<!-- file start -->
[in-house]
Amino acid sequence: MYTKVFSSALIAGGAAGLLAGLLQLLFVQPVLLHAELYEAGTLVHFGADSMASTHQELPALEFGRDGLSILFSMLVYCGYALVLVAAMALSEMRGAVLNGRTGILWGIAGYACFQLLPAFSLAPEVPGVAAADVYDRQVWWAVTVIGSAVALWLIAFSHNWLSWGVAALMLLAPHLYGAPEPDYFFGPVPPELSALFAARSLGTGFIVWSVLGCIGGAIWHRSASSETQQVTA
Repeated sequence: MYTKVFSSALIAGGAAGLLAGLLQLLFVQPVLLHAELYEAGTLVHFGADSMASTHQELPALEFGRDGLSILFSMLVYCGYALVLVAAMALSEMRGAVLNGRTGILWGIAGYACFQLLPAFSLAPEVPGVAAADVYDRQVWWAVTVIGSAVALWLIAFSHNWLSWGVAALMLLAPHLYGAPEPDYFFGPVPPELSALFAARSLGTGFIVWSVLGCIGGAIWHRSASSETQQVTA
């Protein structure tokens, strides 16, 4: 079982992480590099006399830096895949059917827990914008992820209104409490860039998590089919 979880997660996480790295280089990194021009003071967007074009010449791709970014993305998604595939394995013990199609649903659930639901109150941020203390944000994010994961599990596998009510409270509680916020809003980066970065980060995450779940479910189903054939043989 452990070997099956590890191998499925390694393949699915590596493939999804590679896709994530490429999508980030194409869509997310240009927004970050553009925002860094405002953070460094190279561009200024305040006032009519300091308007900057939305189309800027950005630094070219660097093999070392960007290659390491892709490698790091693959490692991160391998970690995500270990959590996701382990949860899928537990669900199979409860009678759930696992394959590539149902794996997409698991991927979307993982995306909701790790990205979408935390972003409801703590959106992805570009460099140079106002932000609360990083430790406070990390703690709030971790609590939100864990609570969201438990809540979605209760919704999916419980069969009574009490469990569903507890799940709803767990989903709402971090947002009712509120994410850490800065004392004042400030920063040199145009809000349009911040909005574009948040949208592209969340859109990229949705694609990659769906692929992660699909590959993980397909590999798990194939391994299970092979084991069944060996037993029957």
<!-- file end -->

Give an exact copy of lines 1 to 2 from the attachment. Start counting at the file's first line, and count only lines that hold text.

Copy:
[in-house]
Amino acid sequence: MYTKVFSSALIAGGAAGLLAGLLQLLFVQPVLLHAELYEAGTLVHFGADSMASTHQELPALEFGRDGLSILFSMLVYCGYALVLVAAMALSEMRGAVLNGRTGILWGIAGYACFQLLPAFSLAPEVPGVAAADVYDRQVWWAVTVIGSAVALWLIAFSHNWLSWGVAALMLLAPHLYGAPEPDYFFGPVPPELSALFAARSLGTGFIVWSVLGCIGGAIWHRSASSETQQVTA